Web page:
Editor's note: Kevin Schindler, a lifelong fan of the Cleveland Indians, is the Lowell Observatory historian. He was in Cleveland this week for the first two games of the World Series, then at Wrigley Field for Games 4 and 5, then back in Cleveland for Games 6 and 7. This is his final dispatch.
From the grounds of the Rutherford B. Hayes Presidential Library & Museum in Fremont, Ohio
Nov. 3, 2016
Twelve hours after an exhausting, exhilarating, excruciating final game of the World Series, I’m visiting the home of Rutherford B. Hayes, 19th president of the United States. After a brief night of sleep, I’m on my way driving back to Chicago, where I’ll catch a 5 am flight tomorrow morning and return to Arizona. The Hayes home was on the route back to Chicago—sort of—but I chose to stop here instead of other potential stops because Hayes was elected president in one of the more contentious and controversial races ever, and so this stop seemed an appropriate one with less than a week to go in this year’s contentious and controversial edition.
The World Series came to an end in the wee hours this morning. In a stadium with as many fans for the visiting Cubs as the hometown Indians, one of the best baseball games ever, in one of the best World Series ever, played out. As so many observers have already noted, the only shame is that one team had to lose.
But this loss by Cleveland feels unlike those of the past, those tortuous failings remembered for their singular moments such as The Drive, The Shot, The Catch. I didn’t get to bed until after 4 am this morning and when I woke up, for good, at around 9 am, I realized that the Sun had come, birds were singing, and I was at some sort of peace with the Indians losing the Series.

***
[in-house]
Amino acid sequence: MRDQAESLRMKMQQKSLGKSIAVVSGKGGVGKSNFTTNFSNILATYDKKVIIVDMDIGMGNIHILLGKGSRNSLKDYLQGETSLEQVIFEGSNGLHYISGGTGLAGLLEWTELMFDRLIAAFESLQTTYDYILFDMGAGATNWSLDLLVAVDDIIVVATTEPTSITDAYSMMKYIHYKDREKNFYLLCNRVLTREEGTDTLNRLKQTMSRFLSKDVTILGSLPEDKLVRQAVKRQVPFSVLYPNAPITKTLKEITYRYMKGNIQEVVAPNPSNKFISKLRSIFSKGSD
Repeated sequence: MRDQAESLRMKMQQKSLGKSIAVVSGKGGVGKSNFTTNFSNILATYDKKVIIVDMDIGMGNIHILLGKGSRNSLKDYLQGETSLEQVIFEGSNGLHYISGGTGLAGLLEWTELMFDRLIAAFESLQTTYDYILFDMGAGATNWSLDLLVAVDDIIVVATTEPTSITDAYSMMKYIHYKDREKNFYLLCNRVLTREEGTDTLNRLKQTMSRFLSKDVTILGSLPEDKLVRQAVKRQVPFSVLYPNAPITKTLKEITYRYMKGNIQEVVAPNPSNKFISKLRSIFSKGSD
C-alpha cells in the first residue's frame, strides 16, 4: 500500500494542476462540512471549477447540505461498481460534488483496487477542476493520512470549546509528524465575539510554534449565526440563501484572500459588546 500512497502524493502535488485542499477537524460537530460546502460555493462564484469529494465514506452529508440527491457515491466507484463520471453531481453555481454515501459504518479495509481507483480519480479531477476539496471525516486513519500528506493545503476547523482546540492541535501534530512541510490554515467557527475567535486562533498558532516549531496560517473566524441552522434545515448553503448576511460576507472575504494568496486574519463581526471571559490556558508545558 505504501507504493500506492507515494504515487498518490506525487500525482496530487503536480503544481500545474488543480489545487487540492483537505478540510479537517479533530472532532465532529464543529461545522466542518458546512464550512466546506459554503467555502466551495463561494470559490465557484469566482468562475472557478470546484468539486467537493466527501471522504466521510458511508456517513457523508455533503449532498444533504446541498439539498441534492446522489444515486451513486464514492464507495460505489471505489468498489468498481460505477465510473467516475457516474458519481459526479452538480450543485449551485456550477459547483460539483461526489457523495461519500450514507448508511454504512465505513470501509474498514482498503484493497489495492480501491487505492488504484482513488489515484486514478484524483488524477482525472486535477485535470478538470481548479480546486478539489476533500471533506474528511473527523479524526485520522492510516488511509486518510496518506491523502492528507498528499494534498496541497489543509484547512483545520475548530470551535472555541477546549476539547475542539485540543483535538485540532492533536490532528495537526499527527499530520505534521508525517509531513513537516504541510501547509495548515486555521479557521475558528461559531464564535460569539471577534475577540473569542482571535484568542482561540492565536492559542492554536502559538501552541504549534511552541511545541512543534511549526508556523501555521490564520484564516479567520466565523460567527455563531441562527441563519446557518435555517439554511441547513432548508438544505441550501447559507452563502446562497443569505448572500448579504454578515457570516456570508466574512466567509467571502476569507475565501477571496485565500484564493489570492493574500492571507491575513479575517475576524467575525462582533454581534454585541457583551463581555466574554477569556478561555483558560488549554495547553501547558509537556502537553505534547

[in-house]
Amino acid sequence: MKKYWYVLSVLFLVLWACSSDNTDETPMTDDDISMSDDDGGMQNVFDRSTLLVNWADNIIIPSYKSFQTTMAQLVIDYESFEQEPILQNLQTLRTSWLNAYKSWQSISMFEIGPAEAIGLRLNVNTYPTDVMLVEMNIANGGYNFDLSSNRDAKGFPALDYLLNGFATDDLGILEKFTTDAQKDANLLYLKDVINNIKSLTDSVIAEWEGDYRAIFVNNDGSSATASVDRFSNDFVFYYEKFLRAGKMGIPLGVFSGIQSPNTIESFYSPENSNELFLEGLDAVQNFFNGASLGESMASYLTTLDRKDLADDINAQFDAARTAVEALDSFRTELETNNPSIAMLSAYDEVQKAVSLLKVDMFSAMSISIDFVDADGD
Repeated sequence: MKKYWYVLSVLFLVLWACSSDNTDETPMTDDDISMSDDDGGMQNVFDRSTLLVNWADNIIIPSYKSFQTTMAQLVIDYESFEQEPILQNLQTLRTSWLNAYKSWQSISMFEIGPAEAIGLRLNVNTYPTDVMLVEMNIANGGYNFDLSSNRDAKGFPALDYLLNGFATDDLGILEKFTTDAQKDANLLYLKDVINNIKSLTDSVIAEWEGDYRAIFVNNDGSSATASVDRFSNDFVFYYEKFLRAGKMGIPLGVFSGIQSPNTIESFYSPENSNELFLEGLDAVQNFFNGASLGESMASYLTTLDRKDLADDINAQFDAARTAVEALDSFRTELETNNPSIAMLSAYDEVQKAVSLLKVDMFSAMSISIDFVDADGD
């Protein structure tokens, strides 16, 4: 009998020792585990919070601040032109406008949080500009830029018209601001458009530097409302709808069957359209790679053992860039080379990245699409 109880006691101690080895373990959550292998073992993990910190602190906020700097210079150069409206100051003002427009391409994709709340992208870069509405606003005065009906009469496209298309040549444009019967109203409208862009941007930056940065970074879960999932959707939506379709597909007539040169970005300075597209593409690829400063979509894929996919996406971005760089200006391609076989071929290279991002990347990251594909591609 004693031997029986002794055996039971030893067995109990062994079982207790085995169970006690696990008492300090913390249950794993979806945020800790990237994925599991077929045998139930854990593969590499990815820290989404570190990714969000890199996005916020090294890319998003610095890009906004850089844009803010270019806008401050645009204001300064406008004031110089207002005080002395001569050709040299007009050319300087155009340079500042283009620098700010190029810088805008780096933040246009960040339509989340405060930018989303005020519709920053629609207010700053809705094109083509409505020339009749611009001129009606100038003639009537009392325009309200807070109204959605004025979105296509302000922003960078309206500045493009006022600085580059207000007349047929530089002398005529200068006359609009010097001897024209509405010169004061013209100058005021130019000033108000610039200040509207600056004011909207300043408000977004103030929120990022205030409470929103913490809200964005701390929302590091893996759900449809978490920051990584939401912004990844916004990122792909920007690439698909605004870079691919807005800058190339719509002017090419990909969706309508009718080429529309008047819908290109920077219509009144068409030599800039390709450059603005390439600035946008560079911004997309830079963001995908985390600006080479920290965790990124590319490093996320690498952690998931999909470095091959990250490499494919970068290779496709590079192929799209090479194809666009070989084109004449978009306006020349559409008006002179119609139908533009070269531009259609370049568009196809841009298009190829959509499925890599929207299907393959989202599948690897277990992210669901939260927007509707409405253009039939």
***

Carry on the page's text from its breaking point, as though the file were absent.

The more I thought about it, and the more I talked to friends and listened to news reports, the more I felt that, while this was disappointing, the Indians left everything on the field, as they say. They pulled out all the tricks they could think of and followed a formula that had gotten them this far. In the end, it just wasn’t quite good enough to overcome a team that clearly has more talent and in better health. This was a nip and tuck Series which could have gone either way, but the best team ultimately came out on top. And somehow, after a lifetime of disappointments with Cleveland sports teams, this loss was OK because the team really gave it their all, and that’s all any of can do in life. If you do, sometimes you will win and sometimes you will lose, but you can look in the mirror and feel content that you stood up to a challenge.
My brother summed up how I and so many others are feeling. In his brief text to me, he said he had never been more proud of a Cleveland team. As for the Cubs, they overcame many struggles to win a close race. That’s what keeps going through my mind as I walk around the grounds of the Rutherford B. Hayes historic site, thinking about Hayes had overcome his own struggles to eke out his own victory.
Indians Dugout at Progressive Field
Nov. 2, 2016
I’m sitting in the 3rd base dugout at Progressive Field, looking across a quiet stadium of green grass, empty seats, and a haze hanging over Cleveland composed of equal parts excitement, anxiety, and hope for what will unfold here later tonight. For players and fans of the Indians and Cubs, the scene holds the aura of a real Field of Dreams.